California Gov. Gavin Newsom, who three years ago placed a moratorium on executions, now is moving to dismantle the US' largest death row by moving all condemned inmates to other prisons within two years. Turning the section at San Quentin State Prison into a "positive, healing environment" is the stated goal. "We are starting the process of closing death row to repurpose and transform the current housing units into something innovative and anchored in rehabilitation," corrections department spokeswoman Vicky Waters tells the AP. San Quentin’s never-used $853,000 execution chamber is in a separate area of the prison, and there are no plans to repurpose that area, Waters says.
California, which last carried out an execution in 2006, is one of 28 states that maintain death rows, along with the US government, according to the Death Penalty Information Center. While other states like Illinois have abolished executions, California is merging its condemned inmates into the general prison population with no expectation that any will face execution anytime in the near future. Newsom, a Democrat, imposed a moratorium on executions in 2019 and shut down the state’s execution chamber at San Quentin, north of San Francisco. Now his administration is turning on its head a 2016 voter-approved initiative intended to speed up executions by capitalizing on one provision that allowed inmates to be moved off death row.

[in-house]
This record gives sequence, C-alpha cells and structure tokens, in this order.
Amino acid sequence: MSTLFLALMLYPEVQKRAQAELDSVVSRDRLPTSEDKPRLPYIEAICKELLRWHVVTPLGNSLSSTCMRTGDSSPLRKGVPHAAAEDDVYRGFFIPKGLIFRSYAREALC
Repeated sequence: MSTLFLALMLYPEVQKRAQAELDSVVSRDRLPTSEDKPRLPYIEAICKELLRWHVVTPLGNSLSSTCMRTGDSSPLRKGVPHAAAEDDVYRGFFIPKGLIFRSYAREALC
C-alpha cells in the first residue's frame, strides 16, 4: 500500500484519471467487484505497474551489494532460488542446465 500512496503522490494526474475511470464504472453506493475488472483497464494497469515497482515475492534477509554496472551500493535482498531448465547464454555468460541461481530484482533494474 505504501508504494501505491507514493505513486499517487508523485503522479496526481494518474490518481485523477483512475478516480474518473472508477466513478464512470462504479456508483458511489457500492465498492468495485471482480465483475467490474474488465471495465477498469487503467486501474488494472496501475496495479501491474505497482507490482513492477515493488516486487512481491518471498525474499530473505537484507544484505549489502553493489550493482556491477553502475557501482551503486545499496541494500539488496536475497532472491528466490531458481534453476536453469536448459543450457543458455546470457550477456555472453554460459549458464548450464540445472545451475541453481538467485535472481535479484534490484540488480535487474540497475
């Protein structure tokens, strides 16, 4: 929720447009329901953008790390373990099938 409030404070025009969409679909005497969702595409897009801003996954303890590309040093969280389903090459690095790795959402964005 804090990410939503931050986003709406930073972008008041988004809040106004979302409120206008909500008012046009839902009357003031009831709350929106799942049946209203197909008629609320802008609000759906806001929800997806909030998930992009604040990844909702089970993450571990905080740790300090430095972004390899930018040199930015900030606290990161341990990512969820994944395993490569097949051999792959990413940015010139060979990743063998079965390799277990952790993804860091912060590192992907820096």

Corrections officials began a voluntary two-year pilot program in January 2020 that as of Friday had moved 116 of the state’s 673 condemned male inmates to one of seven other prisons that have maximum security facilities and are surrounded by lethal electrified fence. Under the state’s transfer program, condemned inmates moved to other prisons can be housed in solitary or disciplinary confinement if officials decide they cannot be safely housed with others, although they are supposed to be interspersed with other inmates. Inmates on death row are housed one to a cell, but the transferred inmates can be housed with others if it’s deemed safe. "There have been no safety concerns, and no major disciplinary issues have occurred," Waters says. (Read more death row stories.)